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It’s time for proof on all aleegations concerning Russia. Either that or a full stop. I was just talking to someone who said he ‘believes’ the Russians downed MH17. But belief doesn’t cut it, we need facts and proof.

No Evidence of Russian Intrusion in US Political System (Ron Paul)

RT: Sergey Lavrov says President Trump wants productive relations with Moscow after the previous administration soured them. Can they be improved considering the storm over the alleged ties between the Trump team and Russia?

Ron Paul: Absolutely. And I think that has been. What is going on right now is an improvement. I think what is going on in Syria with these de-escalation zones; I think that is good. They are talking to each other. I just don’t understand why sometimes there is an impression that we shouldn’t be having diplomatic conversations … All the tough rhetoric doesn’t do any good. Trump’s statement to me sounded pretty good. I think the whole thing about the elections, putting that aside would be a wise thing because the evidence is not there for any intrusion in our election by the Russians. I think this is good progress, and there will be plenty individuals in this country who complain about it because it just seems like they are very content to keep the aggravation going. Right now, the relationship from my viewpoint has greatly improved. I think that is good.

RT: During the media conference, some journalists again raised the question of possible Russian involvement in US politics. How is it possible for such a great nation to think this way?

RP: If it is a fact, we should hear about it, but we haven’t. And those individuals who are trying to stir up trouble like that, they haven’t come up with any facts. Nobody wants anybody’s elections interfered with. But the facts aren’t there, so why dwell on that? Why use that as an excuse to prevent something that we think is positive and that is better relations with Russia. I think what is happening with this conversation is very beneficial.

RT: According to Lavrov, Trump also expressed his support for creating safe zones in Syria. Will this pave the way for co-operation between the two coalitions?

RP: With Assad and Russia working together and getting more security for the country, at the same time the US is now talking with Russia. I think this is good. But just the acceptance of the idea that we should be talking and practicing diplomacy rather than threats and intimidation. There are obviously a lot of problems that we have to work out, but I think in the last week and the last couple of days very positive things have been happening.

RT: The meeting came after the firing of the FBI director James Comey. What do you make of the timing?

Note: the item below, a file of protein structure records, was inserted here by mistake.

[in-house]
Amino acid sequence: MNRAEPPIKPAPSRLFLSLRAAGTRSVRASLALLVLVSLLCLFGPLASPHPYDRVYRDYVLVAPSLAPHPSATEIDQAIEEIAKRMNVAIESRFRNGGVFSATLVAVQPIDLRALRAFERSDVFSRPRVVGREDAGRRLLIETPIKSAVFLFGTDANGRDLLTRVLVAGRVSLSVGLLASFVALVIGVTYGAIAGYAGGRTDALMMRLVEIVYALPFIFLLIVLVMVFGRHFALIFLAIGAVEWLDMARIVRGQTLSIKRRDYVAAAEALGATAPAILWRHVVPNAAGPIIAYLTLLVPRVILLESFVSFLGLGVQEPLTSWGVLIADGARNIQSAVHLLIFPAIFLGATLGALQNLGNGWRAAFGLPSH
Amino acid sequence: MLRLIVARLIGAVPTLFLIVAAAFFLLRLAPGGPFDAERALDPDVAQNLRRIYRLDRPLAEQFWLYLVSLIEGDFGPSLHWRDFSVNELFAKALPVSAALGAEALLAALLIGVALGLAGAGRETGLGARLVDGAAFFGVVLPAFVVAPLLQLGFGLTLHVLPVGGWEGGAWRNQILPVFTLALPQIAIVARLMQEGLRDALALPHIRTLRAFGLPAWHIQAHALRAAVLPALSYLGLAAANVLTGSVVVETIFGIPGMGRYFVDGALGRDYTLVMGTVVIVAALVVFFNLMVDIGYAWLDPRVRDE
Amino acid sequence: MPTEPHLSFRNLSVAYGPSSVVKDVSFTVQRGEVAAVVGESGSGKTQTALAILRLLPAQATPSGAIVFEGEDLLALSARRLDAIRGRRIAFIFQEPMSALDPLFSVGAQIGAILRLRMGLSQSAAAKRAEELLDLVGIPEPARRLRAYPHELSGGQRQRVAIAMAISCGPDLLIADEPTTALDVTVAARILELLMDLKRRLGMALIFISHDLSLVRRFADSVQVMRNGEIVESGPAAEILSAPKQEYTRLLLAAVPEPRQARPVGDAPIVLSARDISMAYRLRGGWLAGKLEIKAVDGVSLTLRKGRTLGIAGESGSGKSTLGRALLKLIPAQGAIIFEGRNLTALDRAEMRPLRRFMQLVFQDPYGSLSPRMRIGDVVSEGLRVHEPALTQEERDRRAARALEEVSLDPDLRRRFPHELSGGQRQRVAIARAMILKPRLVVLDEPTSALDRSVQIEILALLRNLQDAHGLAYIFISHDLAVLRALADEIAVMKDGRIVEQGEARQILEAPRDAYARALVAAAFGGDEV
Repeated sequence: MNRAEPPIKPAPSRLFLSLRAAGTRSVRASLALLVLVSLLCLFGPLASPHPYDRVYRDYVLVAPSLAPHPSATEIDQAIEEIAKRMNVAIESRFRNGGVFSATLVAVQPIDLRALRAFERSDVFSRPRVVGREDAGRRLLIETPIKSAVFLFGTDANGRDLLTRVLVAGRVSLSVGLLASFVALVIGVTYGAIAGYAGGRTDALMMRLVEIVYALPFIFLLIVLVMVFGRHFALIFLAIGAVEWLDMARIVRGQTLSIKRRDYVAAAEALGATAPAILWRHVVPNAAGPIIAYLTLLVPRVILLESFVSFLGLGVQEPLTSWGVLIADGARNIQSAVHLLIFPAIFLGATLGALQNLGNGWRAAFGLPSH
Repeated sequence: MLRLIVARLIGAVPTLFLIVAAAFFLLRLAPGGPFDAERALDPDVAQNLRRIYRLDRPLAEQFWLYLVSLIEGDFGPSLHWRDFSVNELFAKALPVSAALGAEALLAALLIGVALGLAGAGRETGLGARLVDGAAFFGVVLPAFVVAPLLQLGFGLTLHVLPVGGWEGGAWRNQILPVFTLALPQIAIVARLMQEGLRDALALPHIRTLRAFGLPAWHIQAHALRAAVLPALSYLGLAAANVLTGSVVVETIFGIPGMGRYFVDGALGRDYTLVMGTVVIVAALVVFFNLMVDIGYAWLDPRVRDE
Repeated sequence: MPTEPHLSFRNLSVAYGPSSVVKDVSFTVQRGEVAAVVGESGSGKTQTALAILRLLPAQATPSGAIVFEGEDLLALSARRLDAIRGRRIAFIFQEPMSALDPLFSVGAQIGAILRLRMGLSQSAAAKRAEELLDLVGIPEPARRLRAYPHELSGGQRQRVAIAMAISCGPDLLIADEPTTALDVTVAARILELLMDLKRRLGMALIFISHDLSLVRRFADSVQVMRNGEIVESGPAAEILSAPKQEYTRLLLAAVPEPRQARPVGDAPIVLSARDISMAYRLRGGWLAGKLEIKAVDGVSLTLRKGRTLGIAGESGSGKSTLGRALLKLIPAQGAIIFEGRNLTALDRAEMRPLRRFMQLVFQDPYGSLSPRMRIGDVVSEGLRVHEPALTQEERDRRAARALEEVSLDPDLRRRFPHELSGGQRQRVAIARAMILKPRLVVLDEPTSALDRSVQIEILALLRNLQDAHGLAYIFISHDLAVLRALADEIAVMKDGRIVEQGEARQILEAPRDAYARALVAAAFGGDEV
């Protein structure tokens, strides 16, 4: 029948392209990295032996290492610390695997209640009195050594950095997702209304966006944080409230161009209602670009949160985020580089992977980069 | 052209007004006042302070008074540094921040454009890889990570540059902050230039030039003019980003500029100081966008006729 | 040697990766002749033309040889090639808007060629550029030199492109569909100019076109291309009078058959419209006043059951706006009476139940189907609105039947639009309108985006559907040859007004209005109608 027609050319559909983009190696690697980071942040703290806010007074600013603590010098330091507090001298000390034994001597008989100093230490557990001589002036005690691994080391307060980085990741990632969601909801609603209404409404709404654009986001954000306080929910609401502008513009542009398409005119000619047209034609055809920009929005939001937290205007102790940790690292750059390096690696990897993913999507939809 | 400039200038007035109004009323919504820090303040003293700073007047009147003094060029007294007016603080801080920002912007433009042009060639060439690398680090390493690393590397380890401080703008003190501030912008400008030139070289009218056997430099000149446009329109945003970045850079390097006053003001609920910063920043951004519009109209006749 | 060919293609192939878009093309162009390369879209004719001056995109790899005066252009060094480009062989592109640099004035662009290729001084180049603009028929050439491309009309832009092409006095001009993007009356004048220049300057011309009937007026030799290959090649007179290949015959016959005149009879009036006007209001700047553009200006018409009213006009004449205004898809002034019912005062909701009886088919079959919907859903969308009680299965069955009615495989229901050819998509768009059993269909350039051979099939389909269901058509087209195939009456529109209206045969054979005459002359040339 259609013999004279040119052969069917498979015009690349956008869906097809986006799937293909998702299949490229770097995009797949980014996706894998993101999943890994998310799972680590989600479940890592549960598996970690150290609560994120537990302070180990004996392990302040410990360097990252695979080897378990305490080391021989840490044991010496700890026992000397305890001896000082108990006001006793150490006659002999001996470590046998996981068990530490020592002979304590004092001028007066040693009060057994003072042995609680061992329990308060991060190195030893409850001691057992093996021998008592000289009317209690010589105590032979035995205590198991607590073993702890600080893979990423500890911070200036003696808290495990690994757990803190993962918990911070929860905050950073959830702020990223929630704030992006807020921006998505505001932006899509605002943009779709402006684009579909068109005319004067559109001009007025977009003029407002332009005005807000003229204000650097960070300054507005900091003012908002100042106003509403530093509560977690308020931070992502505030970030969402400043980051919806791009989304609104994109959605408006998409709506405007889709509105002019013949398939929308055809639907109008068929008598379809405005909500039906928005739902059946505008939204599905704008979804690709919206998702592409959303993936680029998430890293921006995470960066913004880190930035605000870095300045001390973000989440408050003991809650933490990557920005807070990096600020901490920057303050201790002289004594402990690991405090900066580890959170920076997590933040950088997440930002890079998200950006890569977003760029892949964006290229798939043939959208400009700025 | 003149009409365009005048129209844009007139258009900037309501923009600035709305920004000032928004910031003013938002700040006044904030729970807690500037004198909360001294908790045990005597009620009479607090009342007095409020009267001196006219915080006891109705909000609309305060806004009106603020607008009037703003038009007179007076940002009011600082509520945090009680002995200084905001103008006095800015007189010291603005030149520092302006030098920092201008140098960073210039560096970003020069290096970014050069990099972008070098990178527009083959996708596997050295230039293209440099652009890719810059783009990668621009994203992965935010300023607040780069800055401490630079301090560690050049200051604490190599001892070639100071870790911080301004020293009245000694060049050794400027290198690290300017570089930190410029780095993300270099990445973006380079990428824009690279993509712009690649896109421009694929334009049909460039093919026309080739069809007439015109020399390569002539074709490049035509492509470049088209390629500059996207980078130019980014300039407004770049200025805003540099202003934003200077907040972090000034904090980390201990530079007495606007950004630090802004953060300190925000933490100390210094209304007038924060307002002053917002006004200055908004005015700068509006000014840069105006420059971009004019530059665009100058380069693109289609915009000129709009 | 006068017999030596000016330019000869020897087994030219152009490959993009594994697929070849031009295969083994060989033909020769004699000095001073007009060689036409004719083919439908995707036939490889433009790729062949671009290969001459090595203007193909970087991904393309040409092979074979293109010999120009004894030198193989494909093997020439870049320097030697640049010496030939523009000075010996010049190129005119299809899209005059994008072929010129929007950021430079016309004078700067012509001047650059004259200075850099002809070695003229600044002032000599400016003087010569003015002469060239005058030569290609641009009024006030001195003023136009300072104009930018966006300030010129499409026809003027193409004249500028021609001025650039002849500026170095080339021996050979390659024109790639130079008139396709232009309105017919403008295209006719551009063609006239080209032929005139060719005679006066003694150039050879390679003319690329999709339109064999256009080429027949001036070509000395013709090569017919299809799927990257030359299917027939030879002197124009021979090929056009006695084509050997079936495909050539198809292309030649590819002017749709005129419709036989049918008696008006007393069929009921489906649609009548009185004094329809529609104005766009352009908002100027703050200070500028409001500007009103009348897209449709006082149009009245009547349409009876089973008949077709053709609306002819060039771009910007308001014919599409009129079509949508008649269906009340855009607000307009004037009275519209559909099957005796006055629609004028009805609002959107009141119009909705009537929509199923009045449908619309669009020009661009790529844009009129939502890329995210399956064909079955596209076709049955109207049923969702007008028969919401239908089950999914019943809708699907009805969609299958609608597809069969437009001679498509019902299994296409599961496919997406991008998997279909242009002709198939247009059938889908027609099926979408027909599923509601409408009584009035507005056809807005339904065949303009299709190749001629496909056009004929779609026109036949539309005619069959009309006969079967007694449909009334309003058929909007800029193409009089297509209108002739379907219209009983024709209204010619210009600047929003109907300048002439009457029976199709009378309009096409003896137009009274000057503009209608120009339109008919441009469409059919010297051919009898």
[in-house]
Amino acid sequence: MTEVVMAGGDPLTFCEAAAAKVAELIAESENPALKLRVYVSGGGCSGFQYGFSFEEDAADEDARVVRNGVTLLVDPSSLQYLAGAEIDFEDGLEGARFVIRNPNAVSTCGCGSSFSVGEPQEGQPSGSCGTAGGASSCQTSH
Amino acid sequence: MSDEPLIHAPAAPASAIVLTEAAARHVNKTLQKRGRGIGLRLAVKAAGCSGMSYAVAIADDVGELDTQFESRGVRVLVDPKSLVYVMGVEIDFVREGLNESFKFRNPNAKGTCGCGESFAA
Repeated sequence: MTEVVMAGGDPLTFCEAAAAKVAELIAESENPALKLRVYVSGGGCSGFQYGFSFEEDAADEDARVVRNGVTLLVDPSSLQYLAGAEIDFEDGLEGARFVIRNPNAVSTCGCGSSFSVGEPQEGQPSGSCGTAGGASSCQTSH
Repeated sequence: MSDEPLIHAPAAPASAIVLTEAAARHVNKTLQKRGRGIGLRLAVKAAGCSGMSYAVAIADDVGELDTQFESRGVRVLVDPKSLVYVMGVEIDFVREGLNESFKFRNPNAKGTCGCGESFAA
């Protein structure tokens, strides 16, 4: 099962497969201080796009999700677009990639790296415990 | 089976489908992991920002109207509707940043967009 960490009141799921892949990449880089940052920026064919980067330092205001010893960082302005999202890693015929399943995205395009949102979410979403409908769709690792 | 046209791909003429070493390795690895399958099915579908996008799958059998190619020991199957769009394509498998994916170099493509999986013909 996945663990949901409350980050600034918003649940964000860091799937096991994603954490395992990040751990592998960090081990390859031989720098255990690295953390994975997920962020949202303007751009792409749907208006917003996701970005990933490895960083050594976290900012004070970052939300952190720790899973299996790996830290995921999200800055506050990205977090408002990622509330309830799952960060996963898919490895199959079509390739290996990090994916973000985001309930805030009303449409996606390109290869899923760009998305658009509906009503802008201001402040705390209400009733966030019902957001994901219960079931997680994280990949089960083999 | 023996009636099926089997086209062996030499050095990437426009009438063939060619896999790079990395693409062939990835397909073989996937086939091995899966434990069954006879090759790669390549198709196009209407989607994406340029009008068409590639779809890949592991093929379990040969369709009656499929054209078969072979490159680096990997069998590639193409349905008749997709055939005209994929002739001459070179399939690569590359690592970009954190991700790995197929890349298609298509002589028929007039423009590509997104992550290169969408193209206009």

RP: I don’t think that firing had anything to do with the so-called investigation. I think it has to do with the credibility of Comey as such, where he was involved too politically in the issues. First, it looked like he was supporting Hillary, then the next time he was supporting Trump, and he should not have been out in front on either one of those issues; that should have been done more privately on these charges made that were unconfirmed. I think this represents poor judgment on Comey’s part and certainly, the president had the authority to fire him. It will be politicized now, and the question will be whether there will be a special prosecutor, but if there are no problems, then a special prosecutor in my estimation is unnecessary.

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Stick a fork in it and turn it over.

Canada’s Home Capital Seeks New Funding Sources, Uncertain Of Future (BBG)

Home Capital said it’s seeking new sources of funding after a run on deposits sparked by a regulatory investigation raised concerns about the Canadian mortgage lender’s ability to stay in business. “Material uncertainty exists regarding the company’s future funding capabilities as a result of reputational concerns that may cast significant doubt” about continued operations, Home Capital said in a statement late Thursday. “Management’s focus is on finding more sources of funding in the near term so we can be more active serving our customers, and on seeking longer-term solutions that put the business back on track.” Home Capital’s troubles are being closely watched by investors concerned about possible contagion to other lenders and to the red-hot real estate markets in Toronto and Vancouver.